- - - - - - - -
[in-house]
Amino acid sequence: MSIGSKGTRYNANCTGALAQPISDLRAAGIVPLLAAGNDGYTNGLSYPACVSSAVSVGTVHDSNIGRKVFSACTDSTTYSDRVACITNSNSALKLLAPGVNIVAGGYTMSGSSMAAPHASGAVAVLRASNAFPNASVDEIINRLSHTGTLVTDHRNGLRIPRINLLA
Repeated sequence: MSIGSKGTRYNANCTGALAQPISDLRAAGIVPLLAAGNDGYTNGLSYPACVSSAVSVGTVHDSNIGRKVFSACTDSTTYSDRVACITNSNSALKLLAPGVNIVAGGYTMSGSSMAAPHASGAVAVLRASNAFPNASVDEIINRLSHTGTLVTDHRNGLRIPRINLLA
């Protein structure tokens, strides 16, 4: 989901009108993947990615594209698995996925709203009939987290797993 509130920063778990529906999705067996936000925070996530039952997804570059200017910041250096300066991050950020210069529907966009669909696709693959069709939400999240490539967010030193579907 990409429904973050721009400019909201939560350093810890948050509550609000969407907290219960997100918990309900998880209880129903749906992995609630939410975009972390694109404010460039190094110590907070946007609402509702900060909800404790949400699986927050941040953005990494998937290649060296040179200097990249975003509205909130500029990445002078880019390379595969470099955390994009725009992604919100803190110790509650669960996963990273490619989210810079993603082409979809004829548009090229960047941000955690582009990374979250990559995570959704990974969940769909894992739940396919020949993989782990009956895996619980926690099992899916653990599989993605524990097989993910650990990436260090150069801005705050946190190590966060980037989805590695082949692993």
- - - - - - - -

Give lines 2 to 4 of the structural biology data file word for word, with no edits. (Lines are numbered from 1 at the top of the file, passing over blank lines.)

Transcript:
Amino acid sequence: MSIGSKGTRYNANCTGALAQPISDLRAAGIVPLLAAGNDGYTNGLSYPACVSSAVSVGTVHDSNIGRKVFSACTDSTTYSDRVACITNSNSALKLLAPGVNIVAGGYTMSGSSMAAPHASGAVAVLRASNAFPNASVDEIINRLSHTGTLVTDHRNGLRIPRINLLA
Repeated sequence: MSIGSKGTRYNANCTGALAQPISDLRAAGIVPLLAAGNDGYTNGLSYPACVSSAVSVGTVHDSNIGRKVFSACTDSTTYSDRVACITNSNSALKLLAPGVNIVAGGYTMSGSSMAAPHASGAVAVLRASNAFPNASVDEIINRLSHTGTLVTDHRNGLRIPRINLLA
């Protein structure tokens, strides 16, 4: 989901009108993947990615594209698995996925709203009939987290797993 509130920063778990529906999705067996936000925070996530039952997804570059200017910041250096300066991050950020210069529907966009669909696709693959069709939400999240490539967010030193579907 990409429904973050721009400019909201939560350093810890948050509550609000969407907290219960997100918990309900998880209880129903749906992995609630939410975009972390694109404010460039190094110590907070946007609402509702900060909800404790949400699986927050941040953005990494998937290649060296040179200097990249975003509205909130500029990445002078880019390379595969470099955390994009725009992604919100803190110790509650669960996963990273490619989210810079993603082409979809004829548009090229960047941000955690582009990374979250990559995570959704990974969940769909894992739940396919020949993989782990009956895996619980926690099992899916653990599989993605524990097989993910650990990436260090150069801005705050946190190590966060980037989805590695082949692993």